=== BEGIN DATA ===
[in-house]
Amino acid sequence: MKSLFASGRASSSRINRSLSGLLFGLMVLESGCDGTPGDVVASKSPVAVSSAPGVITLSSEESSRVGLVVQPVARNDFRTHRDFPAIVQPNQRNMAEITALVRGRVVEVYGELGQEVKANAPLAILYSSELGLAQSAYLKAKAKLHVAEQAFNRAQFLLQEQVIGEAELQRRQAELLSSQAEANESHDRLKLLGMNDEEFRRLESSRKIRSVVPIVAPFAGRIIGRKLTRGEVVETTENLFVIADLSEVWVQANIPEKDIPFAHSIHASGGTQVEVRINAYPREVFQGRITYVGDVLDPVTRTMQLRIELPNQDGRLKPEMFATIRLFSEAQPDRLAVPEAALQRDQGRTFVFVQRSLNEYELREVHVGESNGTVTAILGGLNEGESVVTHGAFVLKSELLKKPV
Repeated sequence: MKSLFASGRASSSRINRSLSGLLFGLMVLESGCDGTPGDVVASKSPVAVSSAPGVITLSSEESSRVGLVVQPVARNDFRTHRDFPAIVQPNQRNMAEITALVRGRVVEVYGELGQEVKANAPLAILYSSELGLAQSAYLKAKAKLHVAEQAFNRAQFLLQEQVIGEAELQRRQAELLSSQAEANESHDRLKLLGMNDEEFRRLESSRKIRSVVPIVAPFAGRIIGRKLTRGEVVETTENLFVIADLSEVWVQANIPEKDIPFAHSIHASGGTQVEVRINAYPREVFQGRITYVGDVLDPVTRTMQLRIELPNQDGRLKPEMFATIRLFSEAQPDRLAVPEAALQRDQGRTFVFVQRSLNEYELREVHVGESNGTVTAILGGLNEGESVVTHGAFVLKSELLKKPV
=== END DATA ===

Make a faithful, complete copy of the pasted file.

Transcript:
[in-house]
Amino acid sequence: MKSLFASGRASSSRINRSLSGLLFGLMVLESGCDGTPGDVVASKSPVAVSSAPGVITLSSEESSRVGLVVQPVARNDFRTHRDFPAIVQPNQRNMAEITALVRGRVVEVYGELGQEVKANAPLAILYSSELGLAQSAYLKAKAKLHVAEQAFNRAQFLLQEQVIGEAELQRRQAELLSSQAEANESHDRLKLLGMNDEEFRRLESSRKIRSVVPIVAPFAGRIIGRKLTRGEVVETTENLFVIADLSEVWVQANIPEKDIPFAHSIHASGGTQVEVRINAYPREVFQGRITYVGDVLDPVTRTMQLRIELPNQDGRLKPEMFATIRLFSEAQPDRLAVPEAALQRDQGRTFVFVQRSLNEYELREVHVGESNGTVTAILGGLNEGESVVTHGAFVLKSELLKKPV
Repeated sequence: MKSLFASGRASSSRINRSLSGLLFGLMVLESGCDGTPGDVVASKSPVAVSSAPGVITLSSEESSRVGLVVQPVARNDFRTHRDFPAIVQPNQRNMAEITALVRGRVVEVYGELGQEVKANAPLAILYSSELGLAQSAYLKAKAKLHVAEQAFNRAQFLLQEQVIGEAELQRRQAELLSSQAEANESHDRLKLLGMNDEEFRRLESSRKIRSVVPIVAPFAGRIIGRKLTRGEVVETTENLFVIADLSEVWVQANIPEKDIPFAHSIHASGGTQVEVRINAYPREVFQGRITYVGDVLDPVTRTMQLRIELPNQDGRLKPEMFATIRLFSEAQPDRLAVPEAALQRDQGRTFVFVQRSLNEYELREVHVGESNGTVTAILGGLNEGESVVTHGAFVLKSELLKKPV